The Community Land Trust (CLT) model focuses on the acquisition of donated or purchased land within a defined geographical area of a city to serve the needs of community residents, with an emphasis on social justice. CLTs are non-profit organizations that work with and on behalf of community residents to identify uses for the land based upon participatory planning exercises and collaborative decision-making. Most often, the use of land is geared towards affordable housing provision as a commonly identified community need. Buildings on CLT land can be owned or rented by individuals and families. A central aspect of the role of CLT organizations in countering gentrification is the emphasis on the de-commodification of land through its removal from the speculative property market.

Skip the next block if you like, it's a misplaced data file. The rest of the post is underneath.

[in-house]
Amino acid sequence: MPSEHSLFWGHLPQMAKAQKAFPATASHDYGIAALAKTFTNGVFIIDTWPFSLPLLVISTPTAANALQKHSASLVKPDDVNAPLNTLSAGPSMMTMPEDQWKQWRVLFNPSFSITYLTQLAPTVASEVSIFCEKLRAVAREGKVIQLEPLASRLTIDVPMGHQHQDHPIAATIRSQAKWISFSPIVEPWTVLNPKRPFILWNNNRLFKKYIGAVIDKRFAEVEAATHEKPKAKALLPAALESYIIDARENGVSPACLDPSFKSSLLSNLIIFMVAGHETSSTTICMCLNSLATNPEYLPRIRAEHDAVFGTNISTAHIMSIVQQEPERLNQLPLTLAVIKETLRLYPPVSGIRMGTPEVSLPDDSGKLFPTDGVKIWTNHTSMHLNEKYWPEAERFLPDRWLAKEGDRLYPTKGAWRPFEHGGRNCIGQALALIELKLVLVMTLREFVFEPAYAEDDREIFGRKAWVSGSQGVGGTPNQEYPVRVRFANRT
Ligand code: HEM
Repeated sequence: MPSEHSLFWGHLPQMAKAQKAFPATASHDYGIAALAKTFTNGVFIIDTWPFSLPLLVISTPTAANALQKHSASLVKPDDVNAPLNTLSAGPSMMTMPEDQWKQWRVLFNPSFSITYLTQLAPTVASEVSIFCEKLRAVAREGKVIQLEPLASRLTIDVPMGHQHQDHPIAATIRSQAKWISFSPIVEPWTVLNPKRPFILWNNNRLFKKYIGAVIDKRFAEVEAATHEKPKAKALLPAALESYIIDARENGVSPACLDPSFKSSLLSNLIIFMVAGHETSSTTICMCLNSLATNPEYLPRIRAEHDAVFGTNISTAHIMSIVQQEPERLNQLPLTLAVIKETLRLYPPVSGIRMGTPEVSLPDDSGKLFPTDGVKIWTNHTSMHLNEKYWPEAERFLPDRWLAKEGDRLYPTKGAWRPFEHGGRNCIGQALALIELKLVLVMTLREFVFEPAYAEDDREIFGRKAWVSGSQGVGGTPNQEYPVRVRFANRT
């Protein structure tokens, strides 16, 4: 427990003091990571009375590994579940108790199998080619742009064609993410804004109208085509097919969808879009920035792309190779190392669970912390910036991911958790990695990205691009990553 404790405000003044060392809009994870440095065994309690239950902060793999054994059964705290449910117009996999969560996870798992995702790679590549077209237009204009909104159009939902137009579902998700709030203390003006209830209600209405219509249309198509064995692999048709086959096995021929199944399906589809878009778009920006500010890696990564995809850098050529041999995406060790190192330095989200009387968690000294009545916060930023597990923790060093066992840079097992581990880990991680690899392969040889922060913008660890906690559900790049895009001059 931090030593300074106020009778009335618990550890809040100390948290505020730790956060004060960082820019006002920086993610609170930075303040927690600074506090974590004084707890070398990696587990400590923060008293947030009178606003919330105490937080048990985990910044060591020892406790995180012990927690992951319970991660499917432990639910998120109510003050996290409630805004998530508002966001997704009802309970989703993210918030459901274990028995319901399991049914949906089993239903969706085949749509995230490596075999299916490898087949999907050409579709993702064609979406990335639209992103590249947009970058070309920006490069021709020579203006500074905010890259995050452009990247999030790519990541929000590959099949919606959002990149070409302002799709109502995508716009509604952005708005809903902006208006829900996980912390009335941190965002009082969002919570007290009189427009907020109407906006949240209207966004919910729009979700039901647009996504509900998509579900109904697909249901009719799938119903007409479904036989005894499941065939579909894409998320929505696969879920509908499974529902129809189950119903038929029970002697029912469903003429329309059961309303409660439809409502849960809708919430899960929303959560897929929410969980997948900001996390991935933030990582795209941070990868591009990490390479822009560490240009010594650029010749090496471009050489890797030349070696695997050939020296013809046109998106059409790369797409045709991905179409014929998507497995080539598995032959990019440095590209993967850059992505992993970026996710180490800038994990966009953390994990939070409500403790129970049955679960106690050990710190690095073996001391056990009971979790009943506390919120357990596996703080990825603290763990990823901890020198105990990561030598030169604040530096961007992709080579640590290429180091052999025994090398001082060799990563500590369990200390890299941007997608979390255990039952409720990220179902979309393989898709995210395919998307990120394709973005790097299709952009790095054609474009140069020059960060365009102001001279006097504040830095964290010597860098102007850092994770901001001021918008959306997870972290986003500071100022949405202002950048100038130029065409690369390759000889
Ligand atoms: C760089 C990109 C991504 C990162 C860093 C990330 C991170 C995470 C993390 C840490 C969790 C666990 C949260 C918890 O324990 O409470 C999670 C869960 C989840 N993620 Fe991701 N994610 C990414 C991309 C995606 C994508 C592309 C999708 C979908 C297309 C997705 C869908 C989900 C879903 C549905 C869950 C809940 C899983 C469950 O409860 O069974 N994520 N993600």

The contemporary origins of the CLT lie in community organizing by African-American tenant farmers in the southern United States as part of the civil rights movement in the 1960s. In Canada, several CLTs, such as Colandco in Toronto and Communauté Milton Parc in Montreal, have been in existence since the 1980s. While land acquisition for affordable housing and other community uses remains a core part of CLT work, more recent CLTs in Canadian cities, such as the Parkdale Neighbourhood Land Trust, Hogan’s Alley Society in Vancouver, and the Kensington Market Community Land Trust, reach beyond this to raise public awareness about the impacts of gentrification, affordable housing constraints, displacement and eviction.